July 2021

States Are in a Wolf-Killing Frenzy; Federal ESA Protections Must Be Restored

Wolves were rescued from the brink of extinction in the 1970s, but they remain unrecovered according to top scientists. Disregarding the science, the federal government began stripping Endangered Species Act protections in 2011 and transferring management to the states. Read more This led to hunters and trappers killing over 8,000 wolves in seven states between 2011-2019 and all federal protections being removed in 2020. The multi-state killing frenzy kicked into high gear in 2021, when Wisconsin slaughtered 216 wolves in 3 days and Idaho and Montana passed laws to kill 85-90 percent of their wolves. Idaho's slaughter can legally begin July 1, with Montana's soon to follow.. We have spoken out since the start and are currently working with scientists and activists urging emergency ESA relisting. Join us in taking a stand.

Photos of wolves, call for emergency ESA relisting

2021 Wolf Highlights

The History: Removal from Federal Endangered Species List in 2011 Spelled Doom for American Wolves

Wolves were rescued from the brink of extinction in the 1970s when they gained federal protection under the Endangered Species Act. But on April 15, 2011, when President Obama signed the federal budget into law, he also signed the death warrants for thousands of wolves. This happened because Senator Jon Tester (D-Mont.) added a last-minute wolf-killing rider that removed wolves from the federal Endangered Species Act (ESA) in states that had managed to establish significant populations.

The reality was wolves had barely managed to gain a toehold and reoccupy territory from which they'd been recently extirpated by ranching and agricultural interests. They were not "recovered" by ESA standards. They did not occupy a significant portion of their historial range, and they did not meet the U.S. Fish and Wildlife Service's own conservation principles for recovery--the 3 Rs, which include resiliency, redundancy and representation across of range of ecological contexts. Tester's rider also prohibited further judicial review, which meant conservation interests were no longer able to legally intervene.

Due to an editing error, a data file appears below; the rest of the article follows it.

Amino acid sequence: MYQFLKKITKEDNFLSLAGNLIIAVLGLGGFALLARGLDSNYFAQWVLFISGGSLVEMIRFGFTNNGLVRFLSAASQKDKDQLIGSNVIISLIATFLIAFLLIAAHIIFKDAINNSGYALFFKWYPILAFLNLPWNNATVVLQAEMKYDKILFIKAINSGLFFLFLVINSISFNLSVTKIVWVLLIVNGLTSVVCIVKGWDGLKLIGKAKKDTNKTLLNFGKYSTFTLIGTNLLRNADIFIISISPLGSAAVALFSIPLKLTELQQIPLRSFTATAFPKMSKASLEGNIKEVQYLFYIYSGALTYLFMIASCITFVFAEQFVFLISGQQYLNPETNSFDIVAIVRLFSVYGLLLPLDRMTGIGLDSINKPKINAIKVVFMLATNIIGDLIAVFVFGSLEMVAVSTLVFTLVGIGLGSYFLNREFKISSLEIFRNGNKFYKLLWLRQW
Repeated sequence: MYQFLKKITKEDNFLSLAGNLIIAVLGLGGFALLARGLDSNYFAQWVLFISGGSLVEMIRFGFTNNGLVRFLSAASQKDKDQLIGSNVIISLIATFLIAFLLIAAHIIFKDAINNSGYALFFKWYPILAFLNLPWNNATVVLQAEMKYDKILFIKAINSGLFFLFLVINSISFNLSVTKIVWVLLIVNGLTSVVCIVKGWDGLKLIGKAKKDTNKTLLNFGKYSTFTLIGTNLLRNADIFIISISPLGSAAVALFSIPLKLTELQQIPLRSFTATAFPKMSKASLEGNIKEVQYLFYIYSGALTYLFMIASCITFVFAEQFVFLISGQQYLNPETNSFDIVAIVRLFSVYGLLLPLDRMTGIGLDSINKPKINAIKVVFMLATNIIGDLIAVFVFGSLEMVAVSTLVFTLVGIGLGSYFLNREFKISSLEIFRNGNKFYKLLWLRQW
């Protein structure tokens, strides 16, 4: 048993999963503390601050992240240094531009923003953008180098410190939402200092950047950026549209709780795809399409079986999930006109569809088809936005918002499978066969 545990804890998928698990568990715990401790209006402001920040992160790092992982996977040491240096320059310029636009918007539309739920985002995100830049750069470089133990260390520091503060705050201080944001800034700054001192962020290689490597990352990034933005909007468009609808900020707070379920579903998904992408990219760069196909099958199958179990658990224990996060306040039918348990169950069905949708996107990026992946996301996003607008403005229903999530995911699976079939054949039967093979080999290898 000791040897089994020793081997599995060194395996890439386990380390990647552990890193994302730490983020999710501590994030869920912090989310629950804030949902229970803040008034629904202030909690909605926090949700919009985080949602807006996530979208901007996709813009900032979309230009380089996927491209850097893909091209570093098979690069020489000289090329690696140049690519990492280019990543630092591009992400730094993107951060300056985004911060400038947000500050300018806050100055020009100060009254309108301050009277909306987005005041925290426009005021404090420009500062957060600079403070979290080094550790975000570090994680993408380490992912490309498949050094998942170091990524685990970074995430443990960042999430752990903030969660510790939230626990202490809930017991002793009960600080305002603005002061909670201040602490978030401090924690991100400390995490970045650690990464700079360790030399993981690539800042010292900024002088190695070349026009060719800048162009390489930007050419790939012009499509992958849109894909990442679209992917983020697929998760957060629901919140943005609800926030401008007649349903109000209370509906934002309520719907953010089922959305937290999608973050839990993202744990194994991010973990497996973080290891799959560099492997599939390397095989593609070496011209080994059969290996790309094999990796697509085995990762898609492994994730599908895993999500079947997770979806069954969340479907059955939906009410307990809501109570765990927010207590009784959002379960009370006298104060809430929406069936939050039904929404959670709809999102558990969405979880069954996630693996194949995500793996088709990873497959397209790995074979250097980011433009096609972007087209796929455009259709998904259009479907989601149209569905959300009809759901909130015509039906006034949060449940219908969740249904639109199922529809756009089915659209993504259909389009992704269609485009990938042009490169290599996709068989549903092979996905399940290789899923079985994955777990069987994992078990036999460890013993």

This 2011 "delisting" turned management of these majestic animals over to state wildlife agencies. State managers moved quickly to open hunting seasons on wolves in Idaho, Montana, Wyoming, Minnesota and Wisconsin. In subsequent years over 8,000 wolves have been senselessly slaughtered by sport hunters and trappers alone in Idaho, Montana, Wyoming, Minnesota, Wisconsin and Michigan--1,141 were killed during the 2012-13 season alone. These kill numbers do not include the scores of wolves slaughtered by poachers and federal and state predator control programs.

Never in the history of the Endangered Species Act had a species been delisted because of politics. Wildlife management and politics hit a new low and established a dangerous precedent. Wolf management has swung full circle in 50 years from extermination to recovery, and back again. Free roaming packs of wolves in America will be lucky to survive, much less thrive, anywhere outside of the national parks, where they are protected.  Hunters and trappers also gained access to wolves by lying in wait for them when they cross the park boundaries, as has happened in Montana.

Please read the following for more details:

Independent Peer Review Panel Determined Government's Wolf Delisting Proposal Was Based on Outdated and Flawed Science